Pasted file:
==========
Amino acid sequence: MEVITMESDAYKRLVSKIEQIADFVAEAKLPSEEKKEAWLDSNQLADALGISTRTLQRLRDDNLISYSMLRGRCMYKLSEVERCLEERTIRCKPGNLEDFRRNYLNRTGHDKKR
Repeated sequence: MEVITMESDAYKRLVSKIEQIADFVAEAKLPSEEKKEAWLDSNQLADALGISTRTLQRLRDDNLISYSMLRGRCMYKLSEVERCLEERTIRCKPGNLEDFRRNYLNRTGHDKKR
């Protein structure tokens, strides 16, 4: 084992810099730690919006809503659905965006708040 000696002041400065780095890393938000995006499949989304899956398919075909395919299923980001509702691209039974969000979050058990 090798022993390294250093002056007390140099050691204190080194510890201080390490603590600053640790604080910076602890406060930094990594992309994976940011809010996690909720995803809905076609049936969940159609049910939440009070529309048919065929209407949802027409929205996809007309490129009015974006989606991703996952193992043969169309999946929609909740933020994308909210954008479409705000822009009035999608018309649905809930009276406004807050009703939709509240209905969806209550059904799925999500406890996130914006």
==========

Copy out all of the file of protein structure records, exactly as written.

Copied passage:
Amino acid sequence: MEVITMESDAYKRLVSKIEQIADFVAEAKLPSEEKKEAWLDSNQLADALGISTRTLQRLRDDNLISYSMLRGRCMYKLSEVERCLEERTIRCKPGNLEDFRRNYLNRTGHDKKR
Repeated sequence: MEVITMESDAYKRLVSKIEQIADFVAEAKLPSEEKKEAWLDSNQLADALGISTRTLQRLRDDNLISYSMLRGRCMYKLSEVERCLEERTIRCKPGNLEDFRRNYLNRTGHDKKR
């Protein structure tokens, strides 16, 4: 084992810099730690919006809503659905965006708040 000696002041400065780095890393938000995006499949989304899956398919075909395919299923980001509702691209039974969000979050058990 090798022993390294250093002056007390140099050691204190080194510890201080390490603590600053640790604080910076602890406060930094990594992309994976940011809010996690909720995803809905076609049936969940159609049910939440009070529309048919065929209407949802027409929205996809007309490129009015974006989606991703996952193992043969169309999946929609909740933020994308909210954008479409705000822009009035999608018309649905809930009276406004807050009703939709509240209905969806209550059904799925999500406890996130914006």